Prior to the present study, many characterizations of MMP-7 in vivo related to cancer25 or the innate immune response,21 with the exception of a few recent studies, including one that showed a novel interaction between MMP-7 and connexin-43 in cardiac failure.26 Our laboratory had proposed a role for MMP-7 in agonist-induced vasoconstriction of isolated arteries on the basis of broad-spectrum pharmacological inhibitor data6; however, none of our previous studies could establish its mediator role in agonist-induced hypertension nor its novel involvement in cardiac hypertrophy, a process that invariably develops subsequently to sustained vasoconstrictive agonist stimulation. Prior to this research, MMP-7 and ADAM-12 had been studied separately5–7,11–13; however, these separate studies suggested their involvement in cardiovascular hypertrophy processes through a common pathway. Accordingly, an overabundance of vasoconstrictor agonists (as occurs in hypertensive disorders) would enhance their activity through posttranscriptional pathways. Next, the activated MMP-7 and ADAM-12 would cleave and release substrates, including growth factors and inflammatory mediators (such as HB-EGF, transforming growth factor-α, and tumor necrosis factor-α). These mediators then trigger the mitogen-activated protein kinase cascade to promote cardiovascular hypertrophy through the transcriptional activation of immediate-early genes and fetal genes, often referred to as hypertrophy marker genes5–7,11–13 (Figure 7, module 1).
The data suggest that MMP-7 and ADAM-12 are connected in agonist-induced posttranscriptional and transcriptional events that may ultimately result in the development of hypertension and cardiovascular hypertrophy. We have further revealed novel hierarchical relationships between these metalloproteinases and observed that these relationships are dynamic, because they differ under basal conditions (Figure 7, module 2) versus agonist stimulation (Figure 7, module 3). Under basal conditions, MMP-7 transcriptionally controls the expression of ADAM-12 and downstream hypertrophy marker genes; however, under sustained agonist stimulation, MMP-7 mRNA levels and thereby the contribution of MMP-7 to signaling may decrease, whereas the expression and thereby the contribution of ADAM-12 to signaling may increase. We thus propose the following: (1) MMP-7 may mediate the early posttranscriptional events by which vasoconstrictor agonists trigger an acute elevation of blood pressure (in the short term) and the development of cardiovascular hypertrophy (which is a long-term process). (2) Under sustained agonist stimulation, the overexpression of ADAM-12 may act to inhibit MMP-7 transcription (in a negative feedback loop) while increasing transcription of hypertrophy marker genes. (3) The inhibition of MMP-7 transcription by sustained agonist stimulation may represent a novel physiological compensatory mechanism to counter hypertension and hypertrophy processes.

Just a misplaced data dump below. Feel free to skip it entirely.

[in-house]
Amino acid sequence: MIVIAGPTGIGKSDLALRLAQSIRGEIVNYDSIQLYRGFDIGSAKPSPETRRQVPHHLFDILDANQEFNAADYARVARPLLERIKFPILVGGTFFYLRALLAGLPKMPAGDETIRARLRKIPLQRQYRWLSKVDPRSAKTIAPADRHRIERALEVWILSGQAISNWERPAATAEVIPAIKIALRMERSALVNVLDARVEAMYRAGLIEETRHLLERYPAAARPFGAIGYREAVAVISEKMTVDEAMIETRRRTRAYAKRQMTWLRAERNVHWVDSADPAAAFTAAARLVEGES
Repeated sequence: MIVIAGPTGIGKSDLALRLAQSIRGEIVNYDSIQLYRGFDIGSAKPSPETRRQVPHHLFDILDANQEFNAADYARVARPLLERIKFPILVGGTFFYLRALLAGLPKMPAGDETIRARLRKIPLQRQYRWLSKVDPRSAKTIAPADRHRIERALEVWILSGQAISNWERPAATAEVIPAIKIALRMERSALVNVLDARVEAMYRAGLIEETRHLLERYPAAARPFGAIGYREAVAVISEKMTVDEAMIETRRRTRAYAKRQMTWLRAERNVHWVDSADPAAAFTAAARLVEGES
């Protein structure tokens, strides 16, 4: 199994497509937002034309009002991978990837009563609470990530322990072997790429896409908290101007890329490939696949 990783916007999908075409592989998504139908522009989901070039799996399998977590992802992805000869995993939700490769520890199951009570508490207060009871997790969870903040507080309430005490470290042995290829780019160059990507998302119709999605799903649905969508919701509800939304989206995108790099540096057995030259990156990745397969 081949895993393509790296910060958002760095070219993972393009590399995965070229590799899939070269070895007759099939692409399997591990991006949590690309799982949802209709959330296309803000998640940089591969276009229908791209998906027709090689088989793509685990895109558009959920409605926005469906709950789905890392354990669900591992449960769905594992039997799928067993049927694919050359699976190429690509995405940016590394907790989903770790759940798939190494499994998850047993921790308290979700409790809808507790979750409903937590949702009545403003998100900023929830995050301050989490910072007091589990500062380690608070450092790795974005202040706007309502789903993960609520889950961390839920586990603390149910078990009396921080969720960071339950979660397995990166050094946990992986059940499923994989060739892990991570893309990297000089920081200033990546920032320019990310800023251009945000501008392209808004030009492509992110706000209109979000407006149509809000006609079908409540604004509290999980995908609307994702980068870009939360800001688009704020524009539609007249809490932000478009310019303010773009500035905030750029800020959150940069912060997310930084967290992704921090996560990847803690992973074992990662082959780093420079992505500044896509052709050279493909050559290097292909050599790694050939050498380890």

The therapeutic potential of disrupting the MMP-7/ADAM-12 axis at the level of MMP-7 was evidenced by studies in both mice with agonist-induced hypertension and SHR, a model in which hypertension has multiple or poorly understood causes.22–24 The present data clearly showed that blocking MMP-7 expression could be valuable for attenuating hypertension and preventing the development of cardiac hypertrophy.
Limitations and Future Studies
Although quantitative reverse-transcription polymerase chain reaction provided a reliable, highly sensitive, and quantitative tool, metalloproteinase quantitation by other complementary means remains challenging for various reasons. First, MMP-7 and ADAM-12 genes have very low tissue expression (particularly in the left ventricle). Second, commercial antibodies to these proteins have poor sensitivity or cross-react with many bands on Western immunoblotting, which hampers their unambiguous quantitation. Finally, activity-based determinations are potentially nonspecific and may favor the detection of the more active forms of these metalloproteinases, thus introducing a quantitation bias.